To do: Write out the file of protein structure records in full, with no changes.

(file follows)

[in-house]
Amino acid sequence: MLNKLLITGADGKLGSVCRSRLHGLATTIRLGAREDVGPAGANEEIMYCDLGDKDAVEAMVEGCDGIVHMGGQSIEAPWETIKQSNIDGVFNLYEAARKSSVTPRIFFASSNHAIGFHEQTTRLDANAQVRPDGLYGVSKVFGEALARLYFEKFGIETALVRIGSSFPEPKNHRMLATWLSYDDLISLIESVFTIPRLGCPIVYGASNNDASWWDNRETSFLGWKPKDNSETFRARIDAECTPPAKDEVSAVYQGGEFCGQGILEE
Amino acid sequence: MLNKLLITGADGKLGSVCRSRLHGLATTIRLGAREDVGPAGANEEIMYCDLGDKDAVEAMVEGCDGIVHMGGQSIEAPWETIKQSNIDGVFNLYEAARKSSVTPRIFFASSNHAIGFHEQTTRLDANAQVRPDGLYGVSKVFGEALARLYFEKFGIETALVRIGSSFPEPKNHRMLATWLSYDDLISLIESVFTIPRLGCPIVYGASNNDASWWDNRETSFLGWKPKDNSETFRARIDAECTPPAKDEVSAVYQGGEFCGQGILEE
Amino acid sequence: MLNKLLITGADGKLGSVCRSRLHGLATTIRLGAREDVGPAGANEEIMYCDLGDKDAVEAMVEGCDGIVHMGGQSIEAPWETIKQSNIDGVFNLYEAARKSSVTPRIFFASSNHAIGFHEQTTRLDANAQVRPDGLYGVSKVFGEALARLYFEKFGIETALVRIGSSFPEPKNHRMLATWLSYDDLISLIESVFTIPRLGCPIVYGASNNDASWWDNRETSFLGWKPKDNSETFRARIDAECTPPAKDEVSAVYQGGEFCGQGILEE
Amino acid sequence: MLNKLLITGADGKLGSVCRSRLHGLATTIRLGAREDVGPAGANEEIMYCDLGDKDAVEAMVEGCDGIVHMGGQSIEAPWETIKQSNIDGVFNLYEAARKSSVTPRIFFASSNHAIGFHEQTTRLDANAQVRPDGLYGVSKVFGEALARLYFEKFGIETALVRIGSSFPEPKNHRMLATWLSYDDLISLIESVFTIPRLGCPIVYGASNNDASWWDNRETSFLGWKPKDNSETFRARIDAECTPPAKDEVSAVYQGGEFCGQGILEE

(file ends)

[in-house]
Amino acid sequence: MLNKLLITGADGKLGSVCRSRLHGLATTIRLGAREDVGPAGANEEIMYCDLGDKDAVEAMVEGCDGIVHMGGQSIEAPWETIKQSNIDGVFNLYEAARKSSVTPRIFFASSNHAIGFHEQTTRLDANAQVRPDGLYGVSKVFGEALARLYFEKFGIETALVRIGSSFPEPKNHRMLATWLSYDDLISLIESVFTIPRLGCPIVYGASNNDASWWDNRETSFLGWKPKDNSETFRARIDAECTPPAKDEVSAVYQGGEFCGQGILEE
Amino acid sequence: MLNKLLITGADGKLGSVCRSRLHGLATTIRLGAREDVGPAGANEEIMYCDLGDKDAVEAMVEGCDGIVHMGGQSIEAPWETIKQSNIDGVFNLYEAARKSSVTPRIFFASSNHAIGFHEQTTRLDANAQVRPDGLYGVSKVFGEALARLYFEKFGIETALVRIGSSFPEPKNHRMLATWLSYDDLISLIESVFTIPRLGCPIVYGASNNDASWWDNRETSFLGWKPKDNSETFRARIDAECTPPAKDEVSAVYQGGEFCGQGILEE
Amino acid sequence: MLNKLLITGADGKLGSVCRSRLHGLATTIRLGAREDVGPAGANEEIMYCDLGDKDAVEAMVEGCDGIVHMGGQSIEAPWETIKQSNIDGVFNLYEAARKSSVTPRIFFASSNHAIGFHEQTTRLDANAQVRPDGLYGVSKVFGEALARLYFEKFGIETALVRIGSSFPEPKNHRMLATWLSYDDLISLIESVFTIPRLGCPIVYGASNNDASWWDNRETSFLGWKPKDNSETFRARIDAECTPPAKDEVSAVYQGGEFCGQGILEE
Amino acid sequence: MLNKLLITGADGKLGSVCRSRLHGLATTIRLGAREDVGPAGANEEIMYCDLGDKDAVEAMVEGCDGIVHMGGQSIEAPWETIKQSNIDGVFNLYEAARKSSVTPRIFFASSNHAIGFHEQTTRLDANAQVRPDGLYGVSKVFGEALARLYFEKFGIETALVRIGSSFPEPKNHRMLATWLSYDDLISLIESVFTIPRLGCPIVYGASNNDASWWDNRETSFLGWKPKDNSETFRARIDAECTPPAKDEVSAVYQGGEFCGQGILEE